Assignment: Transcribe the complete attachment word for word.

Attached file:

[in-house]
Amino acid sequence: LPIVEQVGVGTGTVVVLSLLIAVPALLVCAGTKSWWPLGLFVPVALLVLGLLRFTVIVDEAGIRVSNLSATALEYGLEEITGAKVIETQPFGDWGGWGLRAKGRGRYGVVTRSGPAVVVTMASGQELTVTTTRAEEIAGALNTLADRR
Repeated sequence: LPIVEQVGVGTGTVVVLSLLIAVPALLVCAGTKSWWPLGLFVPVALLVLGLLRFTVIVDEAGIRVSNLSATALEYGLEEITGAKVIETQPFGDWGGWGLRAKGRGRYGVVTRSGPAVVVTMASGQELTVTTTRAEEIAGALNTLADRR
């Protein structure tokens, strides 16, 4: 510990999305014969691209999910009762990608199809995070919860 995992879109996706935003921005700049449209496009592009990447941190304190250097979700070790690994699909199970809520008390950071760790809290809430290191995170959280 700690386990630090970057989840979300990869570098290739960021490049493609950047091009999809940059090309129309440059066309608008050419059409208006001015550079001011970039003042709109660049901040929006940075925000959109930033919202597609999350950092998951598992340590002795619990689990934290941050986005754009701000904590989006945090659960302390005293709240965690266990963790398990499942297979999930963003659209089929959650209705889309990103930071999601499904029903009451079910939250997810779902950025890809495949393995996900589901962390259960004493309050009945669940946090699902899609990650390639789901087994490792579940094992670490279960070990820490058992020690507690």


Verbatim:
[in-house]
Amino acid sequence: LPIVEQVGVGTGTVVVLSLLIAVPALLVCAGTKSWWPLGLFVPVALLVLGLLRFTVIVDEAGIRVSNLSATALEYGLEEITGAKVIETQPFGDWGGWGLRAKGRGRYGVVTRSGPAVVVTMASGQELTVTTTRAEEIAGALNTLADRR
Repeated sequence: LPIVEQVGVGTGTVVVLSLLIAVPALLVCAGTKSWWPLGLFVPVALLVLGLLRFTVIVDEAGIRVSNLSATALEYGLEEITGAKVIETQPFGDWGGWGLRAKGRGRYGVVTRSGPAVVVTMASGQELTVTTTRAEEIAGALNTLADRR
């Protein structure tokens, strides 16, 4: 510990999305014969691209999910009762990608199809995070919860 995992879109996706935003921005700049449209496009592009990447941190304190250097979700070790690994699909199970809520008390950071760790809290809430290191995170959280 700690386990630090970057989840979300990869570098290739960021490049493609950047091009999809940059090309129309440059066309608008050419059409208006001015550079001011970039003042709109660049901040929006940075925000959109930033919202597609999350950092998951598992340590002795619990689990934290941050986005754009701000904590989006945090659960302390005293709240965690266990963790398990499942297979999930963003659209089929959650209705889309990103930071999601499904029903009451079910939250997810779902950025890809495949393995996900589901962390259960004493309050009945669940946090699902899609990650390639789901087994490792579940094992670490279960070990820490058992020690507690």